As King Louis VIII of France, Louis would participate in the closing phases of the Albigensian Crusade as well, dying during the campaign in 1226, but securing Languedoc for France in the process.
For our dramatic interpretation of 1216-1217, it really is much nicer to keep John and Louis as opposites, so we’ll conveniently ignore the brutal mass murder at Marmande, after all, the victims were only heretics.
Food for Thought
BLANCHE OF CASTILLE
When the English barons offered Louis the throne, it was based on his marriage with Blanche, daughter of Alfonso VIII, the king of Castile, and Eleanor of England, daughter of Henry II and Eleanor of Aquitaine, and therefore niece of King John I.
Blanche wasn’t a damsel-in-distress type of Medieval woman. When Philip Augustus refused further aid to Louis, it was Blanche who went to Calais and organized two fleets with reinforcements for Louis’ undertaking in England, dealing with the likes of Eustace the Black Monk in order to aid her hubby, purportedly she pawned her jewels to contribute to the costs.
When Louis died in 1226 his heir Louis IX was only twelve years old and his hold on France was shaky, and it was Blanche who stepped in to secure his reign by launching a complicated but successful diplomatic campaign and raising an army to intimidate potential southern rebels. She also ended the Albigensian Crusade by diplomatic means in 1229. When Brittany rebelled in 1230 she raised an army and ordered a surprise winter attack. She rode with that particular army and personally helped to collect firewood for the cold winter camps. When anti-Semitism reared its ugly head in 1239 she insisted on fair judicial proceedings and even defied her own son, King Louis IX, by placing the Jews of Paris and their belongings under her personal protection.
In short, a strong woman who, throughout her life, was able to hold her own in a man’s world, successful as a diplomat and as a military leader. For our dramatic purposes this is quite important, if we look at the Maid Marians in the 2010 Robin Hood movie and the recent BBC series we see that strong independent women, for some obscure reason that escapes my comprehension, appeal to the female audience.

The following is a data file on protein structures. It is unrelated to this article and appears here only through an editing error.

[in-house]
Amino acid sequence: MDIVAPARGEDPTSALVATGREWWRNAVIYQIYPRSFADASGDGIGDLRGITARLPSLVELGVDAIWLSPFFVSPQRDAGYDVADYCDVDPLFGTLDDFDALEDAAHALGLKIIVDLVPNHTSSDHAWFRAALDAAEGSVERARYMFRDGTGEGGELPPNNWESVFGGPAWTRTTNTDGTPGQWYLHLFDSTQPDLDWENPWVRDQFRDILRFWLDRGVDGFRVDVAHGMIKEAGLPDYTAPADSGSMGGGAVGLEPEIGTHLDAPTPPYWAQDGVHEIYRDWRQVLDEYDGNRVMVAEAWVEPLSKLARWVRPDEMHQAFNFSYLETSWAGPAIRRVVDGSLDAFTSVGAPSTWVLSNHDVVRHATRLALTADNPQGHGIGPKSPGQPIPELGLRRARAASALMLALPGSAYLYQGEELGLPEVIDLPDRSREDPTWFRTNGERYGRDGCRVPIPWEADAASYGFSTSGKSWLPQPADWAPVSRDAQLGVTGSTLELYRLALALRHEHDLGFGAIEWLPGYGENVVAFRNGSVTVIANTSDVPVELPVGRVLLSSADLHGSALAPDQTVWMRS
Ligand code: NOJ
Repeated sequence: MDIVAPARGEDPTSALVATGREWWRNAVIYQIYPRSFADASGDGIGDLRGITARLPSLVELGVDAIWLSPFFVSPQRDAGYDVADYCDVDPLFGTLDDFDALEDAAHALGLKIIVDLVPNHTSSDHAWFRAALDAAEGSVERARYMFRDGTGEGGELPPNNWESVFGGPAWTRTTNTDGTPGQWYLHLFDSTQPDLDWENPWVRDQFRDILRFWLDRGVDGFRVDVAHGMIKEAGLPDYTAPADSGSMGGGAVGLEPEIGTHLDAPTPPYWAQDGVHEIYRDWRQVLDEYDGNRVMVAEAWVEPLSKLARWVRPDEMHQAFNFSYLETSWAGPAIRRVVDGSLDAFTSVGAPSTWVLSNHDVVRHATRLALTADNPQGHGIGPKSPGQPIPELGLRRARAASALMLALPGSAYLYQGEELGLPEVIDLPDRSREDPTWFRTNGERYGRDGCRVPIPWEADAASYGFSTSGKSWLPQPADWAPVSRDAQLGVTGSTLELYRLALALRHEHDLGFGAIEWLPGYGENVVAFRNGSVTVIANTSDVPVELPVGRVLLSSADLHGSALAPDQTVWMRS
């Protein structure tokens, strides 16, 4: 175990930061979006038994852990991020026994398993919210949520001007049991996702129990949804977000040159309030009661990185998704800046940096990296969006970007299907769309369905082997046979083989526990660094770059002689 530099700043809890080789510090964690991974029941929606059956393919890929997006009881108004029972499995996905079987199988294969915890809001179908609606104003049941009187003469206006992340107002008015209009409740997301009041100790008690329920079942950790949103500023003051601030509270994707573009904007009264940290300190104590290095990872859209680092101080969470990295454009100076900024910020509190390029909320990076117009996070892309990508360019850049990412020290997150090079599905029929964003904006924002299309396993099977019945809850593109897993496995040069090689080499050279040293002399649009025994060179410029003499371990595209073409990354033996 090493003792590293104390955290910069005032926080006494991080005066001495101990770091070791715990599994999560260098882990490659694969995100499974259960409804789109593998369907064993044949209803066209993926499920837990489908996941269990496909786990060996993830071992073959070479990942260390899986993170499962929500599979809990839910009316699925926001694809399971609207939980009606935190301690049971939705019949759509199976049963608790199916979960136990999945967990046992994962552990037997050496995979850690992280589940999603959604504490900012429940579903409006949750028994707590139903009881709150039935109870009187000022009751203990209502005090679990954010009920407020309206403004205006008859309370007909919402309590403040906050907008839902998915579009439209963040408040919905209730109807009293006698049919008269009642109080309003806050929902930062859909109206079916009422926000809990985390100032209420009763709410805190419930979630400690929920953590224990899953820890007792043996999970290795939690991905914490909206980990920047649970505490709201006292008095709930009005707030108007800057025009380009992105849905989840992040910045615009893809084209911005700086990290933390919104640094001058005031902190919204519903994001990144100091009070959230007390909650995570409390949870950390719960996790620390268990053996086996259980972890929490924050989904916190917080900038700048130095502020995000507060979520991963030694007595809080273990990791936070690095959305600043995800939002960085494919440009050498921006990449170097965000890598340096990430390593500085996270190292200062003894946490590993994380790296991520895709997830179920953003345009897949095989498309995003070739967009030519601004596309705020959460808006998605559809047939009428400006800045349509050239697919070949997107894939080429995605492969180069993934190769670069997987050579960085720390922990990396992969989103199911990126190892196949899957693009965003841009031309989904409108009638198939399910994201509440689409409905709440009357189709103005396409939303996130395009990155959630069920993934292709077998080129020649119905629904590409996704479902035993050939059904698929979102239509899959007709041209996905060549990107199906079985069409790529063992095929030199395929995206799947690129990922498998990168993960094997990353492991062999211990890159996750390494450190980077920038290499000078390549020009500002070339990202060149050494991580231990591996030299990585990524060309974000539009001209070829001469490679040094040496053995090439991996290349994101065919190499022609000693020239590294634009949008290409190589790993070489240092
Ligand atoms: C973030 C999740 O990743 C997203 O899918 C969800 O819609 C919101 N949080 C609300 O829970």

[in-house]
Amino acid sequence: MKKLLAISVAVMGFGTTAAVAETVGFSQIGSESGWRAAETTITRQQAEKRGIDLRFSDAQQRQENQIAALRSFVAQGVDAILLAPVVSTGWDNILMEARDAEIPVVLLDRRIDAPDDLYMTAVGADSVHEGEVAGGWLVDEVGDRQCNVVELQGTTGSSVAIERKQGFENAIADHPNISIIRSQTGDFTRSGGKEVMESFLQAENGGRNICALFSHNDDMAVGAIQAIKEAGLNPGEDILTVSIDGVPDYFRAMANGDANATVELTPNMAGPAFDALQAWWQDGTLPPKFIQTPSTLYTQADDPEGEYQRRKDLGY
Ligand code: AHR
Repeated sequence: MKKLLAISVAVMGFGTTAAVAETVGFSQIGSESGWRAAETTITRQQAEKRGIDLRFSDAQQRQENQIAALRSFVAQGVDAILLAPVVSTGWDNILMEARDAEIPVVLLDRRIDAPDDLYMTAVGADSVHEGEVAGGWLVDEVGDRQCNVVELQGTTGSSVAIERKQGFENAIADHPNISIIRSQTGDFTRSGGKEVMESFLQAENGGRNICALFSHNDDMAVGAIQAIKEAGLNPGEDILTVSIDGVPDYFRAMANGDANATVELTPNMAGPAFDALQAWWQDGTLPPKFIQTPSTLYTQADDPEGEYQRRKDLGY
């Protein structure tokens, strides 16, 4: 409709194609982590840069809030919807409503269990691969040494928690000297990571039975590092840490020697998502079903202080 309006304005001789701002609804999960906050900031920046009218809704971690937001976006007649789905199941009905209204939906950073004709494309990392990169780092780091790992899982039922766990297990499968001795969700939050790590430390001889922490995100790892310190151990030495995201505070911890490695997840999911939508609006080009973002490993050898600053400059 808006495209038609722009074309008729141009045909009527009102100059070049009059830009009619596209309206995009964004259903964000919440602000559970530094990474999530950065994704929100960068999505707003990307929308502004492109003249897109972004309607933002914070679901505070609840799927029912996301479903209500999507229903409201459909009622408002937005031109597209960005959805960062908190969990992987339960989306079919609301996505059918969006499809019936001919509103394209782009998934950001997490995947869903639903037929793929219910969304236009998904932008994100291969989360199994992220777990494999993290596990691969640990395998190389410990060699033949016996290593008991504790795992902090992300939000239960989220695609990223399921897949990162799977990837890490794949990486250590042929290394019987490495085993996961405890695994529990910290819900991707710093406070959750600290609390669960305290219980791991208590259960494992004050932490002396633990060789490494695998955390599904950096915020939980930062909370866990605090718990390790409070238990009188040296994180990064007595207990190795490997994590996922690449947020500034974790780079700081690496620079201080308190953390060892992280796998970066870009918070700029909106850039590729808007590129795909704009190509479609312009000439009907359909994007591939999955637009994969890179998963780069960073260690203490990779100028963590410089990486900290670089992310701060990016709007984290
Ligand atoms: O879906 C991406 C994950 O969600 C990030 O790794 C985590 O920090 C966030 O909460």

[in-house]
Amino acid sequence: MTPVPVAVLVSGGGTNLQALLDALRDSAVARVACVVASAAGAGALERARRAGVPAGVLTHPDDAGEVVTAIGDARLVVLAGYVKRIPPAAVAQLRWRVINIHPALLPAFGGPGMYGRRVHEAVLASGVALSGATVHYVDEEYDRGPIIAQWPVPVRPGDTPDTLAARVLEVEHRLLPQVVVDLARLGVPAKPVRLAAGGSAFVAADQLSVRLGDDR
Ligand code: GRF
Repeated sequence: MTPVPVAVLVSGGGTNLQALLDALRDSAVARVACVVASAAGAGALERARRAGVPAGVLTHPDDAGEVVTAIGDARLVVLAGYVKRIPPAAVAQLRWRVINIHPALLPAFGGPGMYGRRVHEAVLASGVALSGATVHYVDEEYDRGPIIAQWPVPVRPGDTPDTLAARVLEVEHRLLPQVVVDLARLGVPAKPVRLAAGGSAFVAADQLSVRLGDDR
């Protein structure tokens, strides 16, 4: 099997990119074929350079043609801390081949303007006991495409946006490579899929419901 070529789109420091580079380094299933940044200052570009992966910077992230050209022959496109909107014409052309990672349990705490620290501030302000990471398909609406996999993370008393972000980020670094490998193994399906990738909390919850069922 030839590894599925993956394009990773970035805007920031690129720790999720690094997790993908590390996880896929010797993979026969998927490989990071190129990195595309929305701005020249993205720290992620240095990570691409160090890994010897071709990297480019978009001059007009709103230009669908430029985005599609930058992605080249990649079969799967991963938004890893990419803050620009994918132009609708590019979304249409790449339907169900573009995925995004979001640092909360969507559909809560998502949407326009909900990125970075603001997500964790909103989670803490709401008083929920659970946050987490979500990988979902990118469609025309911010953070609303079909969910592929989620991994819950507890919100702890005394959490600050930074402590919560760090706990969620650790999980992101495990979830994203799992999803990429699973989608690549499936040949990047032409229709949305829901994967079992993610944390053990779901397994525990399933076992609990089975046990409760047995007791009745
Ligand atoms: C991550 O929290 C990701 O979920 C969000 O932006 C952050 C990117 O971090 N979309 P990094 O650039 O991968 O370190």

THE ARCUBALISTERS OF ROCHESTER CASTLE
Not part of the French army, but in the opening phases of the First Baron’s Rebellion, the defenders of Rochester Castle put up a heroic defence against King John’s siege. As opponents of England’s king, they are listed amongst the baddies. As opponents of a tyrant their brave defiance deserves praise and admiration. Such is the Fog of War, not just literally a case of not quite knowing what the enemy is up to, but also figuratively not always being quite sure who is friend and who is foe.
It is recorded that during the initial stages of the siege, which included assaults on the castle walls, the crossbowmen, or arcubalisters (i.e. those who shoot an arcuballista, an early name for the crossbow), caused King John’s army much distress. According to some sources King John himself was at one point in mortal danger. He had come forward to supervise the attacks and came into crossbow range. Apparently one of the defending crossbowmen had his crossbow loaded and aimed at the king when William de Albini of Belvoir, leader of the defenders, intervened, saying “It is not for us to kill the Lord’s anointed.”
John had one of the towers of the keep mined and the tower collapsed offering his troops access into the castle. Still the defenders resisted, occupying a number of rooms within the keep, subsisting on water and horseflesh. Some defenders were either captured or ejected from the makeshift stronghold because they were too weak to fight, and John had their hands and feet cut off as punishment.
When the defenders surrendered at last John wanted to kill all of them but was persuaded to spare the nobles. In the end he settled for the hanging of the crossbowmen, as retribution for the royal losses they had caused. Accounts differ whether or not all the crossbowmen were hanged, or a number of them, or just a single one who had been in John’s personal service and whose presence amongst the baronial forces was a matter of personal betrayal. Either way, the arcubalisters of Rochester Castle paid a price for their defiance.
ERNAUT THE CROSSBOW SHARPSHOOTER